(Host) Commentator Linda DuCharme says that cold winter days are a perfect time to work your technique in the fine art of the nap.
(DuCharme) The bears around here have the right idea. Instead of dealing with snow and slush and ice and temperatures that prompt us to take photos of the thermometer because no one will believe how cold it is, they take a nap. They curl up in some little shelter and live off the fat they’ve stored for the annual mother of all naps. If the lady bears are pregnant, they can give even give birth without disturbing their snooze. I really like the idea of storing up lots of fat and then sleeping.
When I was the mother of three toddlers, the oldest just under 2 , my husband and I were living for a time with his parents and 90-year-old grandmother. My life involved answering needs on a grand scale.
I was always exhausted.
A fellow who came to the house regularly to provide physical therapy for the grandmother, noted my haggard appearance and gently asked, “Do you ever get a nap in?” I replied, “You betcha!” and admitted that at 1 p.m. every day, I hauled the urchins upstairs to their cribs and then I would lie down on the couch and go into a coma. In a couple of hours I would awaken, bleary eyed and foggy and report back to duty. The therapist suggested a more productive sleep in the afternoon. “Look at your watch,” he said, “and resolve to sleep for 20 minutes only. You can hypnotize yourself into it.” The next day I tried it, it worked and I’ve been doing it ever since.
These days my children are napping parents themselves and I have the leisure to have developed my naps into something more than therapy for the demands of motherhood. My naps now have quality and beauty.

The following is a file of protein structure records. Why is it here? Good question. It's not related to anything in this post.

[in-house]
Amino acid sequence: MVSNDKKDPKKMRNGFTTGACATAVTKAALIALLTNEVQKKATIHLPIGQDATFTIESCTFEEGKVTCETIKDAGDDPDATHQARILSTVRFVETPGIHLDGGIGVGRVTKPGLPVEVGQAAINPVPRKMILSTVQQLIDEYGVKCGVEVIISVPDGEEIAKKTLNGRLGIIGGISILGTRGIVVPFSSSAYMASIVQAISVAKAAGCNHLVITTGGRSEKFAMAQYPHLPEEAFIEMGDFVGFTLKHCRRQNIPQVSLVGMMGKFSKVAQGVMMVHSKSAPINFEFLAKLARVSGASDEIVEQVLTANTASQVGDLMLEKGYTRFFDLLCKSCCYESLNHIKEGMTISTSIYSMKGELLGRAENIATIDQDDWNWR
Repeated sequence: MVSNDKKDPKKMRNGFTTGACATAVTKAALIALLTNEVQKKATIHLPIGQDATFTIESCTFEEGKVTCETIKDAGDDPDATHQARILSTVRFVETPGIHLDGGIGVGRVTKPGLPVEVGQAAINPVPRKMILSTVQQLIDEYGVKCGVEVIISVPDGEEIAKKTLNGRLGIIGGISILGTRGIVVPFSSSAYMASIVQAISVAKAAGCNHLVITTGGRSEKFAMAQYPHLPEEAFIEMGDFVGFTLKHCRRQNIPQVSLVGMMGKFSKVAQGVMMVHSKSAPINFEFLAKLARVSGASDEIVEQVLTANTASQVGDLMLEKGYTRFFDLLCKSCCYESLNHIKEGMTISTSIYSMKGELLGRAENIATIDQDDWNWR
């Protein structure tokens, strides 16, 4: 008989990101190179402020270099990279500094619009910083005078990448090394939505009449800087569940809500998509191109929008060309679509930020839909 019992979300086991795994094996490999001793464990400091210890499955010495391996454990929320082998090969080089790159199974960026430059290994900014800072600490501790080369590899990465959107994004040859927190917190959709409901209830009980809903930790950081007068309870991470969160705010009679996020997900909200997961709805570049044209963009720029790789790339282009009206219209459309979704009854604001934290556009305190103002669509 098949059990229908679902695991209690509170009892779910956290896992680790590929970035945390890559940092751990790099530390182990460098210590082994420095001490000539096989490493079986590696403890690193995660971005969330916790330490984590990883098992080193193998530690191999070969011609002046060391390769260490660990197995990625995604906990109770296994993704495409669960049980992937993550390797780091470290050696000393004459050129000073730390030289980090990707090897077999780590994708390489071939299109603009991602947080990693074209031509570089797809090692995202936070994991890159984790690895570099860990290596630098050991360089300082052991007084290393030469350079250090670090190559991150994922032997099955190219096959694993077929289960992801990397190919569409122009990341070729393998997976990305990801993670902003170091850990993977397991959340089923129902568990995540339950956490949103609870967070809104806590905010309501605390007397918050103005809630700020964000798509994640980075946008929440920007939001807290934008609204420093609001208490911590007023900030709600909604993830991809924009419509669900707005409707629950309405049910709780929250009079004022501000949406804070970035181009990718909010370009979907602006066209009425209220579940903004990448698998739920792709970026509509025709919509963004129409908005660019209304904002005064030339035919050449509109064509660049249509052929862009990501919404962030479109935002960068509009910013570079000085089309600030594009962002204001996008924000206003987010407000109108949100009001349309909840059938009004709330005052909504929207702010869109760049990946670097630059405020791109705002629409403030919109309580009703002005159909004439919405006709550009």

The ingredients for the prize-winning nap are the basic setting of a couch and an unplugged phone, the right afghan on the torso and the right cat at the feet. I assume the prone position and as soon as I’m vaguely aware that my brain has left the building, I know I’m on the right track. At this point I can terminate the nap and feel refreshed and alert, or I can embrace my nap for a longer ride. One must achieve drooling as the next step into napping bliss.
Another element can be added for enhanced quality of the snooze. A drizzling rain, with no strong winds, can turn the ordinary nap into a sublime experience. Rain at the ocean provides a downright gourmet nap, one that should be recorded in a special notebook.
Naps with dogs are always satisfying. Winter naps are better than summer naps because there no mosquitoes. A nap on a couch with throw pillows is better than a nap on a bed.
When I visit my children these days, they will greet me with, “You’ll need a nap after that long drive.” And then we all nap.
Linda DuCharme is a retired assistant managing editor of the Brattleboro Reformer. She spoke to us today from our studio in Norwich.